“That Constant control of Kingdoms”: Government and Divine Retribution in the Revolutions of 1848

In the Spring of 1848, Anglicans in the British Empire watched warily as revolution spread across Europe. Paris revolted in February and overthrew liberal King Louis-Philippe. Revolutions in the German states and in the Austrian empire followed in quick succession. George Croly, a church of Ireland priests and sometimes historian poet, saw the hand of God in the great political happenings of 1848. The declared desire of the God and Father of all,” Croly told his parish, was the happiness of all. God illustrated His “glorious and merciful desire especially “in the three forms, of the Physical Government of the Globe, the Moral Government of Man, and the Providential Government of Nations.” Physical government was “conspicuous in the richness and loveliness of Nature.”  Moral government made itself manifest “in the truths and rewards of Religion.” God revealed his providential government of nature in “that constant control of Kingdoms, by alternate prosperity and punishment, which, like the attraction and repulsion of the planetary forces, keep those moral planets in their course, and prevent the confusion of the System.”

Croly allowed for a substantive separation of spiritual and temporal kingdoms. It was precisely because government was not spiritual, in fact, that it needed to be taken so seriously and judged on earth by temporal judges in the form of wars, revolutions, and conquest because it would not be judged by a spiritual power in heaven. “If one of the most powerful and magnificent of those kingdoms has now burst from its orbit, and threatens to force all the rest along with it which so deeply involve the happiness of all human being,” it was the duty of men in temporal authority to exercise their duty to correct the erring power. These were “high tasks” that were nonetheless “within the reach of our infirm faculties,” to ‘vindicate the ways of God to man.’” Croly also affirmed the duty of some sort of political preaching when he argued that it was “not merely within the province,” but instead it an “actual duty, of the pulpit, to investigate the cause of changes which so deeply involve the happiness of all human being ; to clear up the gloom thrown by such vast and ruinous events over the contemplation of the Christian.”

Human duty to enforce political morality, and particularly the duty to do so through the state, stemmed from the fact that “laws of morality are always the same, whether acting on the smallest, or the largest scale; whether throwing light into the individual bosom, or illustrating the conduct of nations.” The important difference between how the laws of morality operated on the individual and nations was “a memorable difference in their application.” Because kingdoms had “no future state; there can be no reserve of punishment or reward for them, beyond the grave.” Croly stated firmly that “here” in the temporal world “their retribution must exist, or not at all. We lose the whole lesson, unless we see the scaffold, the execution, and the tomb.”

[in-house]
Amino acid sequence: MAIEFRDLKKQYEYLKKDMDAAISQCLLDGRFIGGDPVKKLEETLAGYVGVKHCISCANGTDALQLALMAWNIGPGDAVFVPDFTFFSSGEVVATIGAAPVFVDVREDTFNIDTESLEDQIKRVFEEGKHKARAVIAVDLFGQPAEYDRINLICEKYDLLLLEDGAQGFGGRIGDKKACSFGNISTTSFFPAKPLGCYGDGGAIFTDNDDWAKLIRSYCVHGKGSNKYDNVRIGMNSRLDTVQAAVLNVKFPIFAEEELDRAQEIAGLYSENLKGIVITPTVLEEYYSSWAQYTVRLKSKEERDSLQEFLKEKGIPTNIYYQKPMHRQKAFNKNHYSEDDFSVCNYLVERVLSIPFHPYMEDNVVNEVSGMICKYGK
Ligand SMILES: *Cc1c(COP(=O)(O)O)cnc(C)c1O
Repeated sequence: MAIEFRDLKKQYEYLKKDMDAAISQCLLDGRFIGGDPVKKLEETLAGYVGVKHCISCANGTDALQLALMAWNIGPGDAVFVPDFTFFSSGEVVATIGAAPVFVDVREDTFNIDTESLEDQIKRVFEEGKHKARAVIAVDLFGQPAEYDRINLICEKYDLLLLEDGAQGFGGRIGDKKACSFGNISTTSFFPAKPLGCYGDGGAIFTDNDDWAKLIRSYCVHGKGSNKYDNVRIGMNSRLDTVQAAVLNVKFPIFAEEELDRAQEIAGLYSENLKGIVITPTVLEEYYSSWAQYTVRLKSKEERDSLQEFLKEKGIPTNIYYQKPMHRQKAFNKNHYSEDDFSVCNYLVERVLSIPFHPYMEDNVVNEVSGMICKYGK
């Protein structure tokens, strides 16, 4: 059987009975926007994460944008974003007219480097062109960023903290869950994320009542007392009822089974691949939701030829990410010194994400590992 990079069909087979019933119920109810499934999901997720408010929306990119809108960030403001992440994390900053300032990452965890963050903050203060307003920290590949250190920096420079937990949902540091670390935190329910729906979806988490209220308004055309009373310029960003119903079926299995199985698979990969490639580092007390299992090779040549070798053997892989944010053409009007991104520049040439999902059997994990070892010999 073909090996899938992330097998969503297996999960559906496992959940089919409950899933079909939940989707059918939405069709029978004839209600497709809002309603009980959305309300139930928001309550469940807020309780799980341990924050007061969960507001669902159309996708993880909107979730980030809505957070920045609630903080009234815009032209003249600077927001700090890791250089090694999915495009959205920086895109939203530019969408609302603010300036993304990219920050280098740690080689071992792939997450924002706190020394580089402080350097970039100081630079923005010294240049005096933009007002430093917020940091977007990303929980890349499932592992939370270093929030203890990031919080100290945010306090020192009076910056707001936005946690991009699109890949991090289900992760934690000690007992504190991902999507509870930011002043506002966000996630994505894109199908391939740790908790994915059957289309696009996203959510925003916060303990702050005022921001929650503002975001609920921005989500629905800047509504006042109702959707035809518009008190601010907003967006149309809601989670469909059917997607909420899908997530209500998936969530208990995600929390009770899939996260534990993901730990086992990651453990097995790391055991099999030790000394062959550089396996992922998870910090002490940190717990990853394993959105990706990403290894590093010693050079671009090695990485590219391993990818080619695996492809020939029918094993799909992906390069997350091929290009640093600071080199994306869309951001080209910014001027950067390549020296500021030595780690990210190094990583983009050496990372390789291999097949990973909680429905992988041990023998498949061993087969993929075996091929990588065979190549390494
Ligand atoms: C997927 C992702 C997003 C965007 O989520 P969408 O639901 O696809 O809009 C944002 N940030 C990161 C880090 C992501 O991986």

The reason why states had to be punished in specific ways, argued Croly, was that “direct retribution on individuals would break up the whole order of Society; for it must extinguish the whole discipline of the human heart. When the blow was struck, penitence could find no place, reformation would be too late, righteousness could plead no conversion, and gratitude offer no prayer.” If the power of the state was only leveled at individuals for political sins, the affect would overpower society. Punishing governments meant that justice would be imperfect, but it would nonetheless be justice. “We thus see, more and more, the wisdom of the command in the parable of the Tares, ‘Let both grow together, until the harvest.’” Nonetheless, this did not annihilate political punishment and retribution as a political principle Christians could affirm. Nature, or governments, would eventually do the job of correcting or punishing offenders. “The principle of retribution is not altogether extinguished, in the instance of man. The general tendency even of the most personal vice is, to produce personal suffering.” There was “a silent avenger on the step. The sentence is already written. Intemperance inflicts decay. Profligacy cankers character. Extravagance dilapidates fortune. Until disease, contempt, and beggary consummate the ruin.”

Governments, in Croly’s political economy, worked with nature to correct and punish temporal injustice. Governments had to punish governments, because there was no spiritual justice awaiting governments. This made temporal government more and not less significant in the divine economy. [1]

[1] George Croly, The French Revolution of 1848: A Sermon (London: J. Kendrick, 1848), 2-3.


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